is a hard working music mogul that can do it all, he writes, produces,
the works!, This talented former lead singer of the group "Trybesmen"
talks about new album, his career, his move to ATL, and life without the
trybesmen. Enjoy this in depth exclusive interview and dont forget to
pick up his new album "Long Time Coming"
NE: For those who do not know, who is
LD: Eldee is Lanre Dabiri, an architect, not a musician as most people
assume..lol. I grew up around a lot of musical influences and have been
interested in being part of the arts from when I was very young. I spent
most of my childhood in Kaduna (northern Nigeria) where it all started
for me as a music producer and recording artist. I spend a lot of time
by myself, I love my solitude. I'm a team-oriented person with very big
dreams. Music on a professional level started from me after I had moved
to Lagos to go to the university there. Studying architecture, my goal
in life is to leave a mark in history with whatever I touch. I started
the group "Trybesmen" in 1998 with two of my rapper friends,
KB and Freestyle and churned out hits between 1999 through 2001. Trybesmen
became a household name in 1999 with the 2 monster hits, "shake bodi"
and "trybal marks". As a member of Trybesmen, I was the "front
man" so to speak. I led in many ways. I did most of the coordination
and the production. Moving on ahead with my passion for music, I crossed
over to the United States in 2002 and have since released my first solo
LP titled "Long time coming". Over the years, I have made a
lot of contacts and have had the opportunity to perform alongside a whole
bunch of International acts. As a pioneer member of the African hiphop
movement, I have been exposed to and had the opportunity to mingle with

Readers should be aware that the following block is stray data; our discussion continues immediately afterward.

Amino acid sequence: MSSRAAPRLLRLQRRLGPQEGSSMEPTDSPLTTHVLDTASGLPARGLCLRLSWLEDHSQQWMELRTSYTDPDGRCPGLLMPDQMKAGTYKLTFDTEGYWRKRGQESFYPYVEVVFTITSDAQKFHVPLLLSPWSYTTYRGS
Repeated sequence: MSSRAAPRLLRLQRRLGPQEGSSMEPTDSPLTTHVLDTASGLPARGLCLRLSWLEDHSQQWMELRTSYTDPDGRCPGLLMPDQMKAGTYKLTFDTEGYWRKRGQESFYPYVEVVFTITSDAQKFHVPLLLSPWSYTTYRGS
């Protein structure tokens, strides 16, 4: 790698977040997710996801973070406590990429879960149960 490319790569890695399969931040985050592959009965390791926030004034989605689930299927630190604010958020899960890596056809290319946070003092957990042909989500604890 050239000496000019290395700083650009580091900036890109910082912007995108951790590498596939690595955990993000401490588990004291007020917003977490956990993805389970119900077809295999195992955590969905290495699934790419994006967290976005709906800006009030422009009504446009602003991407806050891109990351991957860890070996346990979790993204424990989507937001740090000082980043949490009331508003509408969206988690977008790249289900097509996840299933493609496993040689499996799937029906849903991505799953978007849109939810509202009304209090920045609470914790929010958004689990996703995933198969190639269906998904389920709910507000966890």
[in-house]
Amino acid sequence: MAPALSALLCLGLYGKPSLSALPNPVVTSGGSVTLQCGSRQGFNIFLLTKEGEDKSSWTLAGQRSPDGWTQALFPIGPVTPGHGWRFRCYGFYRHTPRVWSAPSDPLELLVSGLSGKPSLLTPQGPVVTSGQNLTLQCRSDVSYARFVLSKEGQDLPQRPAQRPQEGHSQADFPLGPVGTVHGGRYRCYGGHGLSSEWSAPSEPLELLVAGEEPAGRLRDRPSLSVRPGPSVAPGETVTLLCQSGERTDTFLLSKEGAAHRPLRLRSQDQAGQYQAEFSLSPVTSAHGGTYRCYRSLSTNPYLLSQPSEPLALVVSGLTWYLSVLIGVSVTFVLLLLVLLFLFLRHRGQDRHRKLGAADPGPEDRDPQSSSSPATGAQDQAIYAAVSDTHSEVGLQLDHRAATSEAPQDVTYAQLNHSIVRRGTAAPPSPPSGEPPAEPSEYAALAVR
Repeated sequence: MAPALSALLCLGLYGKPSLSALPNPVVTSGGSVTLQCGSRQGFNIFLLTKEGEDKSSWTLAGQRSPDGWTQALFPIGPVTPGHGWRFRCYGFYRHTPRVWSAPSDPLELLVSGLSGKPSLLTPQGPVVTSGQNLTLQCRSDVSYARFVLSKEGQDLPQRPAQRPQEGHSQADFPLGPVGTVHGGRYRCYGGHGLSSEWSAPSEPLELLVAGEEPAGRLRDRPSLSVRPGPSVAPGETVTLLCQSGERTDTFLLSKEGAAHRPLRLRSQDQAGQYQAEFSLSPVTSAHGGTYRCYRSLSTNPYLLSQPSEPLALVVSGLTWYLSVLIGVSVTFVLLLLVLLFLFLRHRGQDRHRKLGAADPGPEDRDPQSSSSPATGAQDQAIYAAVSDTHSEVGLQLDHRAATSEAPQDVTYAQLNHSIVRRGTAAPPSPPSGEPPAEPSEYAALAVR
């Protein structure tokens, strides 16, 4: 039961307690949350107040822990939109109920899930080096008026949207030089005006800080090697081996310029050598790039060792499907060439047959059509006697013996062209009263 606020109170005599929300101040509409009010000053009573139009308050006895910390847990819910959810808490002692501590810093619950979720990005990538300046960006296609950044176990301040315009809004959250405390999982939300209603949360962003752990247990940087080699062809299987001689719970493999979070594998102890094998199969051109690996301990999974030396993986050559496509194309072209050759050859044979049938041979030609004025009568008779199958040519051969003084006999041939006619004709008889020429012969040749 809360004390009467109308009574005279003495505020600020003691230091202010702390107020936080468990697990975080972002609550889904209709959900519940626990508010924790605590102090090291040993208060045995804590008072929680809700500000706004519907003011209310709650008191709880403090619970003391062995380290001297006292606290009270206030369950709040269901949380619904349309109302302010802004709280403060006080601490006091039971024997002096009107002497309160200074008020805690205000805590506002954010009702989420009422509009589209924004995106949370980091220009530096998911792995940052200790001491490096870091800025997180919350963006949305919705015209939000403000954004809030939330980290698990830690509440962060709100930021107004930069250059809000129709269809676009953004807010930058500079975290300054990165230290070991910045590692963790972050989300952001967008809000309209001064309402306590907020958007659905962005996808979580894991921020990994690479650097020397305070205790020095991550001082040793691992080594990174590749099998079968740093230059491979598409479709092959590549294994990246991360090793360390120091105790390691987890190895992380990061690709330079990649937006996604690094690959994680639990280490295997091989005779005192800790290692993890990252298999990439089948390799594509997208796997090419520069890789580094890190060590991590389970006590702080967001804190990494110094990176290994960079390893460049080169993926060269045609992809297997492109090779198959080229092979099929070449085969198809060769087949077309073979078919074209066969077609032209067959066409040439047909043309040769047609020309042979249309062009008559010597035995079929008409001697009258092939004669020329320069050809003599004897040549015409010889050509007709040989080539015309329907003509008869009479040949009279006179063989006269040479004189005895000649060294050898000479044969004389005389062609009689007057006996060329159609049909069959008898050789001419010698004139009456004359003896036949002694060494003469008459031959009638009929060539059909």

a lot of international acts. I'm currently signed to a partnership recording
deal with Storm Records/Sony Music Africa/BMG. My first international
release is due out summer of 2005.
NE: What have you been up to lately?
LD: Like everyone that's new in a system, I'm still trying to ground
myself properly. I've got a day job as a project coordinator in a web
development company and I'm doing pretty well here. Ive made some power
moves and I'm trying to settle down and start a family sometime in the
near future too,..and yes,..I am VERY single and looking!...lol
When Im at home in the evenings, I make music. I spend a lot of hours
on the computer and I guess that's why some people think I'm a little
NE: You currently reside in ATL, are you loving it?
LD: I love it out here. It's been a pleasant change from the wild wild
wild streets of Lagos, trust me. I miss Lagos a lot though. I know it
sounds crazy but the rush you get in lagos, on the streets at night,..the
"anything can happen" factor is just not here in Atlanta and
I kinda miss that. I'm currently in the process of closing a deal on a
house here so I guess I'm gonna be here for a minute.
NE: How has the transition from Nigeria to America
LD: Pretty drastic. totally different in every way. It takes a little
bit of re-adjustment to fit in. The timeline scheduling of most people
here was kinda new to me,..I had to lose the "anything goes"
factor too to fit in,..lol. Your first wonder is how people can be so
organized at everything.
NE: Do you feel like being in America has affected
your popularity in Nigeria?
..y'know,..I believe it has. I hadn't really put out much of music
for about a year before I left except LD: for the song with Dare Alade
and the "campus queen soundtrack" so I believe my popularity
has dropped relatively. I know it's temporary though because I have a
new CD now that is probably the most anticipated release in Nigeria at
the moment so I have no fear that I would be forgotten. For the newer
kids,..they probably don't know much of Trybesmen but with artists that
are signed to my record label like Sasha, 2shots, etc, I'm sure people
are still feeling my heat in Nigeria.
NE: How do you keep up with the Nigerian music
LD: All the music artists and media people are personal friends so
I have a lot of material sent to me and I stay in touch with most people
anyway so I'm never lost. I get all the new stuff, even get to review
some before they drop so I guess I can say I'm in touch with the Naija
NE: Tell us about your new album, what has the response been like?
LD: I don't want to say I expected people would like the CD but the
response so far has been maaaaaaaaad!! There's been little or no creativity